The message to Pakistani military whether fighting on Eastern or western front is absolutely clear – ‘When under assault you have every right to fight back’.
The basic outline of the Indian-Afghan thinking today reflects that it is anti-Pakistani to the core, where one is Pakistan’s natural and capable enemy and the other is militarily mediocre out there only for India’s support. Even a blind man can see the Afghan paint being painted on Pakistani canvas with the brush in Indian hand.
Both countries join hands to accuse Pakistan of ‘rearing jihadi outfits in its backyard’, ‘sponsoring anti-Indian and anti-Afghan groups like Taliban’s and Jaish-e-Muhammad and Lashkar-e-Taiba and sponsoring and conducting hundreds of terrorist actions through its proxies both in India and Afghanistan. Both these countries need to make sure that their hands are clean before they point fingers at Pakistan.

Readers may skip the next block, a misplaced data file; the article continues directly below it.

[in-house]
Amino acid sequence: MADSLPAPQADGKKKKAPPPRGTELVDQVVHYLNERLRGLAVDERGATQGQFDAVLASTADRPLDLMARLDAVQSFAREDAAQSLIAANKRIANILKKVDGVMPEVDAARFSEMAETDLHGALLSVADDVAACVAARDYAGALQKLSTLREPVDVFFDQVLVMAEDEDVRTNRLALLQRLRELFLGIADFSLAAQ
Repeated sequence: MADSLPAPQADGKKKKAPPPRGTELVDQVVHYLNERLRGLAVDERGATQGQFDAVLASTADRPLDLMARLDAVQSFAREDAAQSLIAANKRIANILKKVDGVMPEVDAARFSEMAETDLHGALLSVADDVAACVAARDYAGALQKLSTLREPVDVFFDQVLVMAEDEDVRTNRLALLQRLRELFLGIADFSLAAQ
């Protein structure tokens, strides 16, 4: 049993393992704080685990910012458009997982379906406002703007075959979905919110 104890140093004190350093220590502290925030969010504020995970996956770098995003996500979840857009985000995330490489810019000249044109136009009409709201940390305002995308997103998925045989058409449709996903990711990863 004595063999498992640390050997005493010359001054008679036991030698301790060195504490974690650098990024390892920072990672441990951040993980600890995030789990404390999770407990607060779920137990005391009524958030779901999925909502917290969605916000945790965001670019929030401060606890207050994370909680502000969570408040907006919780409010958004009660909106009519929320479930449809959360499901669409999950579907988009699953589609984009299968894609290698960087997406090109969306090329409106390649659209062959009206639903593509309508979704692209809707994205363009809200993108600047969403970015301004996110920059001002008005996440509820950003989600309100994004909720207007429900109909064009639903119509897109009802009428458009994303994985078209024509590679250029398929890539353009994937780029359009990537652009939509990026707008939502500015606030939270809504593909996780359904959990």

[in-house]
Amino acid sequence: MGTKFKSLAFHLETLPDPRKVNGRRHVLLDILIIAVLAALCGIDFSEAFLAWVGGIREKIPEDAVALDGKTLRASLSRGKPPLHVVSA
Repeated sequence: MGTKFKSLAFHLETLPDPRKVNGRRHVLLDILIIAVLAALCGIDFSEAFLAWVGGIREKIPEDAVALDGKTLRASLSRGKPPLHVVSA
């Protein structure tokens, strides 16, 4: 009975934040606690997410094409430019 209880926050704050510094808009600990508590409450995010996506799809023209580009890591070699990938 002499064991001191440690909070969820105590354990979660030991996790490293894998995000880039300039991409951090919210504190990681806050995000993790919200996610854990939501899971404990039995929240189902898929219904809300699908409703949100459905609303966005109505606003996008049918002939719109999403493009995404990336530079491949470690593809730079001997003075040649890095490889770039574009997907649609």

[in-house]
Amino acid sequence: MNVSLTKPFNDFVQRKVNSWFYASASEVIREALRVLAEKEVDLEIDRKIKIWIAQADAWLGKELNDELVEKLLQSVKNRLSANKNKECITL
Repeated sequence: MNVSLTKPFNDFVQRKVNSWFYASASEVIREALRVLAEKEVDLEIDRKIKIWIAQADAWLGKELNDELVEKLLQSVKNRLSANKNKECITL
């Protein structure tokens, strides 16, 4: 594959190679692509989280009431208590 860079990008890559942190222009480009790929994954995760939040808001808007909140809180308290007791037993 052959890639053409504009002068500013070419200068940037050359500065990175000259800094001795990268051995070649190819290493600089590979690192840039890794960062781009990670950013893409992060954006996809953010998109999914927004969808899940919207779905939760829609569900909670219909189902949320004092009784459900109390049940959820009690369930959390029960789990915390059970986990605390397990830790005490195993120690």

Lastly, Pakistan should be eagerly awaiting the Indian PMs visit to the USA later this summer. President Obama in September 2015 had asked Indians for defense participation in Afghanistan. Would the Trump administration also want India to concede to the original Obama’s request? The likely contours of Afghan end game and the role the USA wants India to play in it will most likely be clear at the end of this visit.
For now, the message to Pakistani military whether fighting on Eastern or western front is absolutely clear – ‘When under assault you have every right to fight back’.
Dr. Muhammad Ali Ehsan did his doctorate in International Relations from Karachi Univ; where he also teaches. His Ph.D. work is on ‘Civil-Military Relations in Pakistan’. He served for 25 years in Pakistan Army, and remained an Instructor in Pakistan Military Academy. The views expressed in this article are the author’s own and do not necessarily reflect Global Village Space’s editorial policy.